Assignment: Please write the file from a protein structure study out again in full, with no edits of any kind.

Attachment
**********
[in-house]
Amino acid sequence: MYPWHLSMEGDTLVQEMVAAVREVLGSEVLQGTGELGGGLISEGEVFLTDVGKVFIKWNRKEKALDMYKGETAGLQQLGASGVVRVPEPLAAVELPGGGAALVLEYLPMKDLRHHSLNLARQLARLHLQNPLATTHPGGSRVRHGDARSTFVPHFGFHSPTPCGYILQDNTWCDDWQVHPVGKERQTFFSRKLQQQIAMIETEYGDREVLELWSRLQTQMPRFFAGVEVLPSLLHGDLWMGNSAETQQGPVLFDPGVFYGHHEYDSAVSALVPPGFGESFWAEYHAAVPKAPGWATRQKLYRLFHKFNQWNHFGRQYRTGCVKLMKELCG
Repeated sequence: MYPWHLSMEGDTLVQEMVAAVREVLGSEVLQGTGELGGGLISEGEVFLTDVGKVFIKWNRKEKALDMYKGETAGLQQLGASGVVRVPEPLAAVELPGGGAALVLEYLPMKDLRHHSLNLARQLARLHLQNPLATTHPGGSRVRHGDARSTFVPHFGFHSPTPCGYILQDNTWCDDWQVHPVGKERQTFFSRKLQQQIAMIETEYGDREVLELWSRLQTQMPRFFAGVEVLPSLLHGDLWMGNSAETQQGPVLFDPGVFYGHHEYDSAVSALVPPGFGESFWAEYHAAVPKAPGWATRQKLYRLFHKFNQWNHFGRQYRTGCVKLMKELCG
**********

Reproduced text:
[in-house]
Amino acid sequence: MYPWHLSMEGDTLVQEMVAAVREVLGSEVLQGTGELGGGLISEGEVFLTDVGKVFIKWNRKEKALDMYKGETAGLQQLGASGVVRVPEPLAAVELPGGGAALVLEYLPMKDLRHHSLNLARQLARLHLQNPLATTHPGGSRVRHGDARSTFVPHFGFHSPTPCGYILQDNTWCDDWQVHPVGKERQTFFSRKLQQQIAMIETEYGDREVLELWSRLQTQMPRFFAGVEVLPSLLHGDLWMGNSAETQQGPVLFDPGVFYGHHEYDSAVSALVPPGFGESFWAEYHAAVPKAPGWATRQKLYRLFHKFNQWNHFGRQYRTGCVKLMKELCG
Repeated sequence: MYPWHLSMEGDTLVQEMVAAVREVLGSEVLQGTGELGGGLISEGEVFLTDVGKVFIKWNRKEKALDMYKGETAGLQQLGASGVVRVPEPLAAVELPGGGAALVLEYLPMKDLRHHSLNLARQLARLHLQNPLATTHPGGSRVRHGDARSTFVPHFGFHSPTPCGYILQDNTWCDDWQVHPVGKERQTFFSRKLQQQIAMIETEYGDREVLELWSRLQTQMPRFFAGVEVLPSLLHGDLWMGNSAETQQGPVLFDPGVFYGHHEYDSAVSALVPPGFGESFWAEYHAAVPKAPGWATRQKLYRLFHKFNQWNHFGRQYRTGCVKLMKELCG